Dracula and the Famine’s Trauma

When reading Siobhán Kilfeather’s overview of the Irish Famine in Dublin: A Cultural History, I was struck by one line in particular: “Traumatized by the events of the Famine, he became an advocate for revolution” (107).

This quote was with regards to John Mitchel, an Irish author whose radical writings eventually forced him to self-exile to America in 1853. However, he continued to write, and “his Jail Journal… became a hugely influential text for Irish Nationalist” (107). And all of this because the Irish Famine, which lasted from about 1845-1849.

Dracula was published in 1897. But Bram Stoker, its author, was born in 1847–in the midst of the event. He would have grown up in the aftermath of the devastation, both emotionally (as his family would have personally suffered through the Famine) and physically (as the Irish landscape was irrevocably changed).

Via the Irish Famine Project.

As I pored over the interactive map the Irish Famine Project put together, I noticed that the regions in Ireland that appeared to be the least hurt by the Famine tended to be those near Dublin, the capital. The urban center remained fairly constant in terms of population when compared to regions on the western coasts of the country. While Rathfarnham, a civil parish in Dublin, had a population increase of 20%, Killaspuglonane, a civil parish on Irish’s west coast, had a population drop of 49%.

According to Kilfeather, this was largely due to a flight from “the deprivation in the countryside,” and Dublin itself soon became overwhelmed by “increasingly dense and impoverished tenement slums” (107). But this only happened because Dublin was considered safer than the rest of the country even as it began to devolve.

London and Dublin are each its respective country’s urban capital. I found it interesting that Dublin was considered relatively safe during the Famine, and that though London was Dracula’s primary target, it was eventually saved. The Famine and Dracula are each both related to hunger, as well. Dracula as a human predator seems to have a limitless appetite, sucking the life-force out of his victims as he progresses.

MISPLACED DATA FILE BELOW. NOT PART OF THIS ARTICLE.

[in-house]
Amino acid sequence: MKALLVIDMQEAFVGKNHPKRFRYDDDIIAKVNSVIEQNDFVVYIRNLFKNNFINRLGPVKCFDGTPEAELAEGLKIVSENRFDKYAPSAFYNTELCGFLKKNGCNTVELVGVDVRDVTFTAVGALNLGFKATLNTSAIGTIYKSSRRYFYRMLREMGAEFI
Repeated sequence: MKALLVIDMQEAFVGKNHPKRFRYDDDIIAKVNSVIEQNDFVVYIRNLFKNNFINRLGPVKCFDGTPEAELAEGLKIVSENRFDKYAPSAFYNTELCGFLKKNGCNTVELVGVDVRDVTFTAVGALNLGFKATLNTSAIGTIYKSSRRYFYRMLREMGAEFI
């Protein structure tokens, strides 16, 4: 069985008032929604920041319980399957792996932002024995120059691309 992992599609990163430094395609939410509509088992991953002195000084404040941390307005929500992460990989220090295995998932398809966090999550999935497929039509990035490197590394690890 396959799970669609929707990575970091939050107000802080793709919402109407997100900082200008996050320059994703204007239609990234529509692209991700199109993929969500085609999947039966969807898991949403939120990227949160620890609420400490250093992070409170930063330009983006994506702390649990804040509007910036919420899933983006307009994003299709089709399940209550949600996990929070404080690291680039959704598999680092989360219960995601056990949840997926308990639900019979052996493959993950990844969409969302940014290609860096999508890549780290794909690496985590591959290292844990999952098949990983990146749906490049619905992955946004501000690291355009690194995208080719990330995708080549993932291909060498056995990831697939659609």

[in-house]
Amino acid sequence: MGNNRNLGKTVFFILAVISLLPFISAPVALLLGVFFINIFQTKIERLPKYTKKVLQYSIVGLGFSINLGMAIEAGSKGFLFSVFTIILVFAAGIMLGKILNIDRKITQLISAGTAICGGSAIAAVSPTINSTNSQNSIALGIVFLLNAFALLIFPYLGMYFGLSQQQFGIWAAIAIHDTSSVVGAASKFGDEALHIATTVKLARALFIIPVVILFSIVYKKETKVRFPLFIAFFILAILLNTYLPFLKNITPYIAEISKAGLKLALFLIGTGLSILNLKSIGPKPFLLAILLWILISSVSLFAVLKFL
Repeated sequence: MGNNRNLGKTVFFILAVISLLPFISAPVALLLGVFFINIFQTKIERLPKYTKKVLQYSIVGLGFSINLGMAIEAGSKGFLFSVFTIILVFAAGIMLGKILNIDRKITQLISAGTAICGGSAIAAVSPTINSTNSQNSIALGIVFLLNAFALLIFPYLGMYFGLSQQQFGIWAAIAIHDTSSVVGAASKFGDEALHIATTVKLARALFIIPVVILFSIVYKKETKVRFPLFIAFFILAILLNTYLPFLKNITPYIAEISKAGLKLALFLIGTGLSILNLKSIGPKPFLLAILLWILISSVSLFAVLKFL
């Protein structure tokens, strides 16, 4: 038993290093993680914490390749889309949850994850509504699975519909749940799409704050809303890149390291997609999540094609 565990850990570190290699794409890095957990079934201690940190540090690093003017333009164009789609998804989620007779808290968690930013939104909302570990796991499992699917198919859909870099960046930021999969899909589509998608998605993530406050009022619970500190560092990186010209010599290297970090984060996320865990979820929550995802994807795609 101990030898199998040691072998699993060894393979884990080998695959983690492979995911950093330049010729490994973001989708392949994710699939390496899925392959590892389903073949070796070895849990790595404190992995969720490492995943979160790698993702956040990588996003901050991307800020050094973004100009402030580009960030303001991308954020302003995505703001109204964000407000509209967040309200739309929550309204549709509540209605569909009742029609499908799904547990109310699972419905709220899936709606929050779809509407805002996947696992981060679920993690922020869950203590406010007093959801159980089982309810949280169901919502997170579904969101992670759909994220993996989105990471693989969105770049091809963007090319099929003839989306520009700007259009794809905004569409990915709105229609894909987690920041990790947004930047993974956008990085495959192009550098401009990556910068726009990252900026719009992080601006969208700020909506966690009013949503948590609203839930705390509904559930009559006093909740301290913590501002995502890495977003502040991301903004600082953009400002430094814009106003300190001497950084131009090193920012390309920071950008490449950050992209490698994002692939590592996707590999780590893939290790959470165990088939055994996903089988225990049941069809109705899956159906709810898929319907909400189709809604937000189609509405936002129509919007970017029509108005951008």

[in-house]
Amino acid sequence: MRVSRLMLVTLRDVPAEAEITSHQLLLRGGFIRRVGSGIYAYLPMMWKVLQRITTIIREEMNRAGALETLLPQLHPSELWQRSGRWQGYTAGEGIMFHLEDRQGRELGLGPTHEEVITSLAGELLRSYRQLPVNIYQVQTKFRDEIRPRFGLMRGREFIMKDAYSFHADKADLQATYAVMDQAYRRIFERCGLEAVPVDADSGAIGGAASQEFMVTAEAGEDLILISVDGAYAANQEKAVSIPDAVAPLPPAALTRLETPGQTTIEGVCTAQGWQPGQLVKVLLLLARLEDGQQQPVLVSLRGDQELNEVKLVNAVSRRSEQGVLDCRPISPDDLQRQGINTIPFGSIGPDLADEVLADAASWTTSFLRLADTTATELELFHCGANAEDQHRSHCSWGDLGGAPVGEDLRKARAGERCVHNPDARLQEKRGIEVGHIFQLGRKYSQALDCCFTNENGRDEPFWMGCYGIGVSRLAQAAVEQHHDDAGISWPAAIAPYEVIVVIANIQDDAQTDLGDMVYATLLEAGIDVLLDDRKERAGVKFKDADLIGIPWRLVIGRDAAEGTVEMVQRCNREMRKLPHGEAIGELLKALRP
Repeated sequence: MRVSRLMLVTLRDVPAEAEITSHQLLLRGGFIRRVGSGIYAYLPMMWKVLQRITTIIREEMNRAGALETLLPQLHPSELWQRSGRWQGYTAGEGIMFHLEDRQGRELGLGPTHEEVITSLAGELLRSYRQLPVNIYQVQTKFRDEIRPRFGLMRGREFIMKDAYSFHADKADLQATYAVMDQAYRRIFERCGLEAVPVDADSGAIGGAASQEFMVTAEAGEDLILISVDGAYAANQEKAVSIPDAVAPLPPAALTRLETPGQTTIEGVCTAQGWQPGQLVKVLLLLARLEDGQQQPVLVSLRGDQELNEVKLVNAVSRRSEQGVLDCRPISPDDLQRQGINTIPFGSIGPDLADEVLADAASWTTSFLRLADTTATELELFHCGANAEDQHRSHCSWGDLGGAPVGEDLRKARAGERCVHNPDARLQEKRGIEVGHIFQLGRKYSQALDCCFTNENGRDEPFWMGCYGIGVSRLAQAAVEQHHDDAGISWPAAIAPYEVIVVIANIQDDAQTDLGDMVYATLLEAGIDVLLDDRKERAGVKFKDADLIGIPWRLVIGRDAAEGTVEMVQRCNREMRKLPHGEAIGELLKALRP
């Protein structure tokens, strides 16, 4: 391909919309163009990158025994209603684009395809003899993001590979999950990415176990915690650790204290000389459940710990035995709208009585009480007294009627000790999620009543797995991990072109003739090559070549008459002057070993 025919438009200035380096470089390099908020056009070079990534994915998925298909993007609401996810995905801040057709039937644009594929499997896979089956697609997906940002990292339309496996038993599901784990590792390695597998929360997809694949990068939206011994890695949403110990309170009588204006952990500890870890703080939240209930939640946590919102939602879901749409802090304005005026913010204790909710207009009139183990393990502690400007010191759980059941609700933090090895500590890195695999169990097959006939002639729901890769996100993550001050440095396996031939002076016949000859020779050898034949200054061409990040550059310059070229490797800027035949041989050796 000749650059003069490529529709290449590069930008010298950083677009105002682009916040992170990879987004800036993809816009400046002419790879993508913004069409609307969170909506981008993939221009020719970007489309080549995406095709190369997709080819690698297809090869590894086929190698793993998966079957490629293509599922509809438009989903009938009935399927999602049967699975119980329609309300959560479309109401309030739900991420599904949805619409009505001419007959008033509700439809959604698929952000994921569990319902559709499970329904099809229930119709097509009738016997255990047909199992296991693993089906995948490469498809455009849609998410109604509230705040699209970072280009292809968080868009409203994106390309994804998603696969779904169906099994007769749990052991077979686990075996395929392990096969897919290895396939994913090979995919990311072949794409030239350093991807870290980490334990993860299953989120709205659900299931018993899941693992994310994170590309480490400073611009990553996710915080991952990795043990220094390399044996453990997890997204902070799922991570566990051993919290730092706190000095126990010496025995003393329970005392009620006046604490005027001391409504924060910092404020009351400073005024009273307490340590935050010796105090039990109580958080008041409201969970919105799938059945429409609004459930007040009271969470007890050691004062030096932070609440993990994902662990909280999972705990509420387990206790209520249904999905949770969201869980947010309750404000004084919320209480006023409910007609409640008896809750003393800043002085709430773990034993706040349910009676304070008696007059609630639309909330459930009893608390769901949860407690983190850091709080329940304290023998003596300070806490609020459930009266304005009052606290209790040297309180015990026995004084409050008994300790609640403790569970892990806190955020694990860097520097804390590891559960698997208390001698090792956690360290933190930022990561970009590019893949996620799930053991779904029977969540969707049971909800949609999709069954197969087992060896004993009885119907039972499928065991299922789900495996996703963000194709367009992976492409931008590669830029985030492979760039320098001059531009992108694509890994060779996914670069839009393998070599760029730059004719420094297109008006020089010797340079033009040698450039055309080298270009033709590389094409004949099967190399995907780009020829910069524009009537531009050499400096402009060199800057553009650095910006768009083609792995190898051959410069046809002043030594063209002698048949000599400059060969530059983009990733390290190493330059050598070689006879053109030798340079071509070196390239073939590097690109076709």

In another sense, Dracula reminded me of the Famine when I read Kilfeather’s explanation of “coffin ships” (107). As the Famine progressed, people fled Ireland on said ships for America. Dracula, too, moved West by sea. It was a notable fact that he traveled by boat, as was frequently noticed by Mina when she and Dracula were psychically connected. Dracula also spent his sleeping hours in a coffin. Though Dracula’s and the fleeing Irish’s plights were far from the same, I think it’s interesting that a popular phrase (“coffin ships”) could make its way into the novel in this vague sense.

I wonder if these connections could point to a sense of the Famine making its way into this famous piece of Irish literature, perhaps even embodied in the main antagonist. Even if it wasn’t written during the peak of the event itself and doesn’t strike as a particularly revolutionary piece (as Mitchel’s writing was) it still may carry a remnant of that history–a piece of its trauma.

1 Comment

  1. The connection you make between the famine and Dracula is really intriguing. After reading your post, I can definitely see how deep anxieties regarding hunger influence the text. You’re absolutely right to point out that Dracula has an insatiable appetite; I agree that this definitely could represent trauma that is specific to the circumstances of the famine. Dracula is really flexible in how the Count and vampirism represent so many different themes, each equally as valid and insightful in their own respect.

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